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Civil War
00000174-b11b-ddc3-a1fc-bfdbb1a20000The Schreiner University Department of History is honoring the sesquicentennial of the American Civil War with a series of short vignettes focusing on events from 1861 through 1865. The Civil War was the most destructive conflict in American history, but it was also one of our most defining moments as a people and as a nation. Let us know what you think about "This Week in the Civil War." E-mail your comments to Dr. John Huddleston at jhuddles@schreiner.edu.Airs: Weekdays at 5:19 a.m., 8:19 a.m., 4:19 p.m. on KTXI and 4:49 a.m., 9:29 p.m. on KSTX.

This Week in the Civil War - #979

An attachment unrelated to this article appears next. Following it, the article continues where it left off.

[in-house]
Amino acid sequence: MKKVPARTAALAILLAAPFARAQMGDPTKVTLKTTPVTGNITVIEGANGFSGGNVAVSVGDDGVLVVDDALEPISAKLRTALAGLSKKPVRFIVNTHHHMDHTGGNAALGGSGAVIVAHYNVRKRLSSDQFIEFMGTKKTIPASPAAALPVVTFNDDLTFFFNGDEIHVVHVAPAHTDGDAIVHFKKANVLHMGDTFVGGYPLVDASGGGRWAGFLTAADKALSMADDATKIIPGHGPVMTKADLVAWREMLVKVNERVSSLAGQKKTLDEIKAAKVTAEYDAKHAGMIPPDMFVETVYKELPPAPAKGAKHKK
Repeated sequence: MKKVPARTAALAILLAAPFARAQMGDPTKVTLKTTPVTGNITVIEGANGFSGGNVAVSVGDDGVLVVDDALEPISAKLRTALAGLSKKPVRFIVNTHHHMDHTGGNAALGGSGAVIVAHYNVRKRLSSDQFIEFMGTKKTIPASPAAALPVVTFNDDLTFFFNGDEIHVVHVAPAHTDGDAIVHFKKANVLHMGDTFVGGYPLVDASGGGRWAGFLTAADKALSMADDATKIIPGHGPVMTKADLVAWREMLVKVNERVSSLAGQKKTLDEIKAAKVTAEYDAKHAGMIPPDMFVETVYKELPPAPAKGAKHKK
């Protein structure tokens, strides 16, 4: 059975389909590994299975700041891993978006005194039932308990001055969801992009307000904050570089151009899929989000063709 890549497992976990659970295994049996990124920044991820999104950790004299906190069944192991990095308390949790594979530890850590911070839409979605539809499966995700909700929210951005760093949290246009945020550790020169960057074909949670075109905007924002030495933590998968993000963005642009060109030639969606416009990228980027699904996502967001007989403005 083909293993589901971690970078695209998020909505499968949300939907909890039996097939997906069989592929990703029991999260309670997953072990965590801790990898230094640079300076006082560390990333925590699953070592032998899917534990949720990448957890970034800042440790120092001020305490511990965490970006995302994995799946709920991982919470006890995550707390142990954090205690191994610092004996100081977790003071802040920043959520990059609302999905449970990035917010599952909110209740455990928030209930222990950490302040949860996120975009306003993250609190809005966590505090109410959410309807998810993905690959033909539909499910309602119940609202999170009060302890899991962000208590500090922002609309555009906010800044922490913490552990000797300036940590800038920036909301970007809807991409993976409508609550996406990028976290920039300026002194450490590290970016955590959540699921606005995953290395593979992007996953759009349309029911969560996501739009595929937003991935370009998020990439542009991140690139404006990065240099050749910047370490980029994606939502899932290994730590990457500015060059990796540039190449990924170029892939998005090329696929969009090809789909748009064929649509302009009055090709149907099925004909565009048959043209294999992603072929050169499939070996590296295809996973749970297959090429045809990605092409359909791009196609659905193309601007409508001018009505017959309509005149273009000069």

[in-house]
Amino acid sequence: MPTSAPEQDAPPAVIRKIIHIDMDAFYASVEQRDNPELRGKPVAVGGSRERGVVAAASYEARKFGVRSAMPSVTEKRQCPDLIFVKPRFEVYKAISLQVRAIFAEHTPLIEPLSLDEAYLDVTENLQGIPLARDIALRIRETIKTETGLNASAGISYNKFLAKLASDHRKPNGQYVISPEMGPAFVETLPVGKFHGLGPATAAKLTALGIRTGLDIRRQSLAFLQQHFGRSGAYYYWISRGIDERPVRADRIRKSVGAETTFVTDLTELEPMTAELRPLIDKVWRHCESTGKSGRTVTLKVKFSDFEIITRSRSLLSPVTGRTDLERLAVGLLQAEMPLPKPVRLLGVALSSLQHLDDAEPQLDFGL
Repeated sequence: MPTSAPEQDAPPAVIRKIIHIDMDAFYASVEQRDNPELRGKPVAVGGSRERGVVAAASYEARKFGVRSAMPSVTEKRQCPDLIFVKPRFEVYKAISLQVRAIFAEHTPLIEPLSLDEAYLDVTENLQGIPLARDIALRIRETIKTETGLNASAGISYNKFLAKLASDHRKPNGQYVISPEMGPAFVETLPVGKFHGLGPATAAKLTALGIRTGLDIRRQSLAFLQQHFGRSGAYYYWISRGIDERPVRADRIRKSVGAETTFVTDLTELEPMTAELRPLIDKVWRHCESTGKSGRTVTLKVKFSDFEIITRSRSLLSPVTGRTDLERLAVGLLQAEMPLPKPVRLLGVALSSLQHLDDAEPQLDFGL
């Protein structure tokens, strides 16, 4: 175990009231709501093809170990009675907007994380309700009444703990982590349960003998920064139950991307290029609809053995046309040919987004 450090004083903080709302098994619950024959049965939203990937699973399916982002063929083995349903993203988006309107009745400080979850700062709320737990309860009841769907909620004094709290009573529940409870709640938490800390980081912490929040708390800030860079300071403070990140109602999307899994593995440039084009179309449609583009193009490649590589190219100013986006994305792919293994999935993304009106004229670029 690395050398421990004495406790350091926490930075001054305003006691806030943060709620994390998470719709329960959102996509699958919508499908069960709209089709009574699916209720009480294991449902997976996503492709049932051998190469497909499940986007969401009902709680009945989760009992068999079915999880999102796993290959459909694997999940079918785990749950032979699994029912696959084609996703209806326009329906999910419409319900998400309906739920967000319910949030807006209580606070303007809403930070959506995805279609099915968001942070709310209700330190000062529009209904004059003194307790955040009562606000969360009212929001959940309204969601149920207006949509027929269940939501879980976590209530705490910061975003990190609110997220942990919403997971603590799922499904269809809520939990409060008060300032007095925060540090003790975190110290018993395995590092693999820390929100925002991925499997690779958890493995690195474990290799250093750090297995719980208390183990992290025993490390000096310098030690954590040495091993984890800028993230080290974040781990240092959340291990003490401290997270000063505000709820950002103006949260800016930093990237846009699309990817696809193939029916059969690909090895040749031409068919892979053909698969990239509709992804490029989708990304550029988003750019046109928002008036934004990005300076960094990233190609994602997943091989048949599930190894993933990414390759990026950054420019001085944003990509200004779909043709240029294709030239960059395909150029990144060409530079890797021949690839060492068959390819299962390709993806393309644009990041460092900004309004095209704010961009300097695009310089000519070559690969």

William Tecumseh Sherman’s army could virtually smell the sea.  The changing terrain and vegetation as they neared Savannah suggested that they were fast approaching their goal.  After skirmishing with William Hardee’s Confederates at Jenks’ Bridge on the Ogeechee River and at Buck Creek and Cypress Swamp near Sister’s Ferry, Georgia, on Friday, December 9, 1864 Sherman’s army drove Confederate skirmishers from the Ogeechee Canal and Monteith Swamp.  With Federal troops to the south of the city almost in sight of the Atlantic Ocean, Sherman cautiously approached Savannah, although Hardee’s Confederate defenders were strongly entrenched and had flooded the surrounding, low lying fields, leaving only five narrow causeways as approaches to the city. Sherman was undeterred, knowing the psychological impact that Savannah’s fall would have on the war’s outcome.